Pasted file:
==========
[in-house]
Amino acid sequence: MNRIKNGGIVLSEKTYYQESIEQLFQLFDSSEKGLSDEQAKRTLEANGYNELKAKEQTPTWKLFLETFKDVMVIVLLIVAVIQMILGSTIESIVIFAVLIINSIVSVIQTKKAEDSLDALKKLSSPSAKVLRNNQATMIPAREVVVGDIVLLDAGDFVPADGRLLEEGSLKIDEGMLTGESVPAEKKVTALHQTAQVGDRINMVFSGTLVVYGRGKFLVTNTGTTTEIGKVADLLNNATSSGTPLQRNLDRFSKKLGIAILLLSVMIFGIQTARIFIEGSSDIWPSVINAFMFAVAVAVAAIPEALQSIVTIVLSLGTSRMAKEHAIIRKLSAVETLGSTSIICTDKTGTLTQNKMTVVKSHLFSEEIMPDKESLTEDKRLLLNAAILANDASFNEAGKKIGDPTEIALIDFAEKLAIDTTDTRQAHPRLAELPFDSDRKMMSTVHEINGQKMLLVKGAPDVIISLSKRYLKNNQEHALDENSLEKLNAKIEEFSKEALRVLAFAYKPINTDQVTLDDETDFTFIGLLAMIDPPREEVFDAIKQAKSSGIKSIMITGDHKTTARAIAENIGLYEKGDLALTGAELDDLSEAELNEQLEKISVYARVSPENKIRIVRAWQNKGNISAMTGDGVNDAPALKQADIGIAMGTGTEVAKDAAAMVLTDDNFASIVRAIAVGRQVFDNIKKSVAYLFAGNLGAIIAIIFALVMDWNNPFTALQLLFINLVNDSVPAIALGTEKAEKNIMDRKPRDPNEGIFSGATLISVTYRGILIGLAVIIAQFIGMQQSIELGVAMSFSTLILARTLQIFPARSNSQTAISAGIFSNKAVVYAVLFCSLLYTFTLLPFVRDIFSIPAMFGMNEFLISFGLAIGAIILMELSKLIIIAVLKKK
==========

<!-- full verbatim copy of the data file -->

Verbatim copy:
[in-house]
Amino acid sequence: MNRIKNGGIVLSEKTYYQESIEQLFQLFDSSEKGLSDEQAKRTLEANGYNELKAKEQTPTWKLFLETFKDVMVIVLLIVAVIQMILGSTIESIVIFAVLIINSIVSVIQTKKAEDSLDALKKLSSPSAKVLRNNQATMIPAREVVVGDIVLLDAGDFVPADGRLLEEGSLKIDEGMLTGESVPAEKKVTALHQTAQVGDRINMVFSGTLVVYGRGKFLVTNTGTTTEIGKVADLLNNATSSGTPLQRNLDRFSKKLGIAILLLSVMIFGIQTARIFIEGSSDIWPSVINAFMFAVAVAVAAIPEALQSIVTIVLSLGTSRMAKEHAIIRKLSAVETLGSTSIICTDKTGTLTQNKMTVVKSHLFSEEIMPDKESLTEDKRLLLNAAILANDASFNEAGKKIGDPTEIALIDFAEKLAIDTTDTRQAHPRLAELPFDSDRKMMSTVHEINGQKMLLVKGAPDVIISLSKRYLKNNQEHALDENSLEKLNAKIEEFSKEALRVLAFAYKPINTDQVTLDDETDFTFIGLLAMIDPPREEVFDAIKQAKSSGIKSIMITGDHKTTARAIAENIGLYEKGDLALTGAELDDLSEAELNEQLEKISVYARVSPENKIRIVRAWQNKGNISAMTGDGVNDAPALKQADIGIAMGTGTEVAKDAAAMVLTDDNFASIVRAIAVGRQVFDNIKKSVAYLFAGNLGAIIAIIFALVMDWNNPFTALQLLFINLVNDSVPAIALGTEKAEKNIMDRKPRDPNEGIFSGATLISVTYRGILIGLAVIIAQFIGMQQSIELGVAMSFSTLILARTLQIFPARSNSQTAISAGIFSNKAVVYAVLFCSLLYTFTLLPFVRDIFSIPAMFGMNEFLISFGLAIGAIILMELSKLIIIAVLKKK